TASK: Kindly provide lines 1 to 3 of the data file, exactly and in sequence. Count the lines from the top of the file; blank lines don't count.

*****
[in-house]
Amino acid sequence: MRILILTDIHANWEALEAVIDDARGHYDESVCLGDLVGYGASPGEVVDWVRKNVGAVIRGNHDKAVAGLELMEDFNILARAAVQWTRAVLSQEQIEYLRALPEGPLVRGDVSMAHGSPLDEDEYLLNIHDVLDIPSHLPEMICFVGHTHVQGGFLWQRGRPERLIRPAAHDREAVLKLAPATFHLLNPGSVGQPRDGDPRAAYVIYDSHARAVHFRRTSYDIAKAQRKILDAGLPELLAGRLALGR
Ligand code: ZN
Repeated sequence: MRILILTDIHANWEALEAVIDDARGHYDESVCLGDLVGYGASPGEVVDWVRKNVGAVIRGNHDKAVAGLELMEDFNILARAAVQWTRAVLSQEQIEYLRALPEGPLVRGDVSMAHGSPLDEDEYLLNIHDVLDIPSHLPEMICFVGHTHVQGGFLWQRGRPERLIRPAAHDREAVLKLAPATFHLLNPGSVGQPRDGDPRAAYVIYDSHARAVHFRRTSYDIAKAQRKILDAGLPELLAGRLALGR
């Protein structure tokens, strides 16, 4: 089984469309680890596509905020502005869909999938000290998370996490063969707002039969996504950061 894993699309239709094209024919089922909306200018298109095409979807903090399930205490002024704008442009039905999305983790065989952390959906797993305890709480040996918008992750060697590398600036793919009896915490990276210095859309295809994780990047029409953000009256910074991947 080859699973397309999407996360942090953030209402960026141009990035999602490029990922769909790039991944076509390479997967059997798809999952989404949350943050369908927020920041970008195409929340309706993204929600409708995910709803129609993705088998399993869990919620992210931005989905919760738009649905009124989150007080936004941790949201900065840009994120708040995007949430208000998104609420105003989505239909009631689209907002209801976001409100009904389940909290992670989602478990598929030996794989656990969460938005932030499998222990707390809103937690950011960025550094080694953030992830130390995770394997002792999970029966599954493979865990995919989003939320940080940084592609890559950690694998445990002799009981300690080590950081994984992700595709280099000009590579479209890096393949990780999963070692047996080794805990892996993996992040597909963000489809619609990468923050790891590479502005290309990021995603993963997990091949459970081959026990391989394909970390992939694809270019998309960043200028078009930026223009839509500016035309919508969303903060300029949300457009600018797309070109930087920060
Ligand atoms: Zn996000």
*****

[in-house]
Amino acid sequence: MRILILTDIHANWEALEAVIDDARGHYDESVCLGDLVGYGASPGEVVDWVRKNVGAVIRGNHDKAVAGLELMEDFNILARAAVQWTRAVLSQEQIEYLRALPEGPLVRGDVSMAHGSPLDEDEYLLNIHDVLDIPSHLPEMICFVGHTHVQGGFLWQRGRPERLIRPAAHDREAVLKLAPATFHLLNPGSVGQPRDGDPRAAYVIYDSHARAVHFRRTSYDIAKAQRKILDAGLPELLAGRLALGR
Ligand code: ZN